James Learmonth

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Sir James Rögnvald Learmonth KCVO CBE FRSE FRCSE (1895 – 1967)[1] was a Scottish surgeon who made pioneering advances in nerve surgery.[2]

Early years[edit]

James Rögnvald Learmonth was born on 23 March 1895 in Gatehouse of Fleet, Kirkcudbrightshire, Scotland.[3] He first studied at Girthon School where his father, William Learmonth, was headmaster, later moving to Kilmarnock Academy.[4][5] From there, he went to the University of Glasgow to study medicine, starting in the autumn of 1913.[2] He completed his first year, but further study was interrupted by the outbreak of World War I.[2] He served in France on the Western Front as a commissioned officer with the King's Own Scottish Borderers.[3] By the end of the war, he had attained the rank of Captain.[2]

Medical career[edit]

After the war, Learmonth returned to the University of Glasgow and added to the honours he had received in his first year, graduating in 1921.[2] He was considered the "outstanding medical student of his year",[5] being awarded the university's Brunton Medal.[2] He then continued his medical training at Glasgow's Western Infirmary during 1921 and 1922.[5] This was followed by a period of research that led to a Rockefeller Scholarship at the Mayo Clinic in Rochester, Minnesota, USA, for the year 1924–5.[5]

Following his research work in the USA, he returned to Scotland and resumed his work at the Western Infirmary in Glasgow.[5] He also continued to study and in 1927 he obtained his Masters in Surgery (Ch.M.) and in 1928 he become a Fellow of the Royal College of Surgeons of Edinburgh.[1] His research work led to him being invited back to the Mayo Clinic for a second time, and he worked there for the next four years.[5]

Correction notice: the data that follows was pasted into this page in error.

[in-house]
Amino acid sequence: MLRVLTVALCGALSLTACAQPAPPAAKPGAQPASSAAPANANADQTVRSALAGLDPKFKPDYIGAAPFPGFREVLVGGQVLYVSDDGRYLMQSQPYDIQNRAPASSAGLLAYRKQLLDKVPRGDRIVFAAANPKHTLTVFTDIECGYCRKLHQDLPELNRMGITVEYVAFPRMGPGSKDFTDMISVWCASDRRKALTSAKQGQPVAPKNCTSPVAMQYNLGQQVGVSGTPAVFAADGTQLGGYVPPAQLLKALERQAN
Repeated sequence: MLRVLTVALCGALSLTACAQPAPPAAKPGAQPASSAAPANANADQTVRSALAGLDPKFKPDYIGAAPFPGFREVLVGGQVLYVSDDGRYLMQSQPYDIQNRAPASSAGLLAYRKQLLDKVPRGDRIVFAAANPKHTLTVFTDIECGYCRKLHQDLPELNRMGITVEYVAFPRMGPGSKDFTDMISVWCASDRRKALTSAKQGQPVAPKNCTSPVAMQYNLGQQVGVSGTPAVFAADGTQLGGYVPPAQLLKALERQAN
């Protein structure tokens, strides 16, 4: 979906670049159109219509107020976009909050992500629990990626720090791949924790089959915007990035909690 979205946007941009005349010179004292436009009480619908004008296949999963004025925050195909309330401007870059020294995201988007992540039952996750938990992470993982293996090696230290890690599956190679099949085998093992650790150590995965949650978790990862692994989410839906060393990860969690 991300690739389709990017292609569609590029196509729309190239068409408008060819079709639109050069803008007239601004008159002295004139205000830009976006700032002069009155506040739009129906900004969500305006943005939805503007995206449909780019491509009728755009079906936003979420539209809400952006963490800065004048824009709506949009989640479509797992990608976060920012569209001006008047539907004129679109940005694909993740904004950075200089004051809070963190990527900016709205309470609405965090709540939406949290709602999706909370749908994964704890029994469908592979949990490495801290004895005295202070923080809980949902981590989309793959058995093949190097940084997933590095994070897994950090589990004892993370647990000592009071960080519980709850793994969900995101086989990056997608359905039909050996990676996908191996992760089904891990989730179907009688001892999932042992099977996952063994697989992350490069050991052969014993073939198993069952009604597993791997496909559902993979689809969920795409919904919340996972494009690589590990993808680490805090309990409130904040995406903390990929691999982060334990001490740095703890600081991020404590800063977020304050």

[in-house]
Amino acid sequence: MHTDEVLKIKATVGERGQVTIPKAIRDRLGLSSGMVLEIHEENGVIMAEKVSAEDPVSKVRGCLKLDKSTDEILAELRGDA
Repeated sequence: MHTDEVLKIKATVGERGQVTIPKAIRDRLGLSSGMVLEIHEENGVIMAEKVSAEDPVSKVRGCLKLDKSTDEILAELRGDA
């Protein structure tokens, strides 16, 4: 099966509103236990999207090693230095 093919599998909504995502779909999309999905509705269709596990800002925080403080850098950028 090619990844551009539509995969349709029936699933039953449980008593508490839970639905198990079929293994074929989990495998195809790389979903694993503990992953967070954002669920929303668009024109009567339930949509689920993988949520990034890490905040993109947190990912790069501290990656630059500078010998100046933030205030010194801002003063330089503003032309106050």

In 1932, Learmonth chose to give up his practice in the USA and returned to Scotland to take up the position of Regius Professor of Surgery at the University of Aberdeen, a position he would hold for the next six years until 1938.[5] He then held professorships in surgery at the University of Edinburgh from 1939 until his retirement in 1956.[1] The first was the Chair of Surgery (1939), which he then held jointly with the Regius Chair of Clinical Surgery (1946).[1] One of his students at Edinburgh during this period was Sheila Sherlock, who became a pioneering hepatologist.[6]

In 1949, Learmonth performed a lumbar sympathectomy on King George VI to treat the king's vascular disease (thromboangiitis obliterans).[1][7] For this service, Learmonth was made a Knight Commander of the Royal Victorian Order (KCVO), being "knighted in the king's bedroom".[5] He was also appointed as a surgeon to the King in Scotland, and following his death as a surgeon to the new Queen in Scotland from 1952 to 1960.[3]

Awards and honours[edit]

Learmonth's awards and honours include being appointed Fellow of the Royal Society of Edinburgh (1944),[2] Commander of The Most Excellent Order of the British Empire (1945),[3] honorary Fellow of the Royal College of Surgeons of England (1949),[1] and chevalier of the Légion d'honneur (1951).[1] He was also awarded the 1951 Lister Medal for his contributions to surgical science.[8] The corresponding Lister Oration, given at the Royal College of Surgeons of England, was delivered on 4 April 1952, and was titled 'After Fifty-Six Years'.[9]